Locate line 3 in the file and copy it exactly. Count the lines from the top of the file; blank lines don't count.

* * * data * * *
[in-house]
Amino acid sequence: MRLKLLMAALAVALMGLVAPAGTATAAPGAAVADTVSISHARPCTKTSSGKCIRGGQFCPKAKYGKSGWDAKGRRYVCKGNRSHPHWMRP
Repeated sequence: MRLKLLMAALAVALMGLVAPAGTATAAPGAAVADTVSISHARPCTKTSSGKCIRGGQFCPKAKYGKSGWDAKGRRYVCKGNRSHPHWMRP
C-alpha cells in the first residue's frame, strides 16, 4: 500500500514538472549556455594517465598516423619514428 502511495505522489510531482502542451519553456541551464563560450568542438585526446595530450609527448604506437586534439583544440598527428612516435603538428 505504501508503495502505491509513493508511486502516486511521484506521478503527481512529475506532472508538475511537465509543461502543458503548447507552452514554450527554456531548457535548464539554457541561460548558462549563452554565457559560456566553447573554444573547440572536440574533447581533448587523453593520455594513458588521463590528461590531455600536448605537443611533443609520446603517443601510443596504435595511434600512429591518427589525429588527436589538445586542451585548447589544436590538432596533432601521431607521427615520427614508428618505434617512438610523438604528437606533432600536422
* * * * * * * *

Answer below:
Repeated sequence: MRLKLLMAALAVALMGLVAPAGTATAAPGAAVADTVSISHARPCTKTSSGKCIRGGQFCPKAKYGKSGWDAKGRRYVCKGNRSHPHWMRP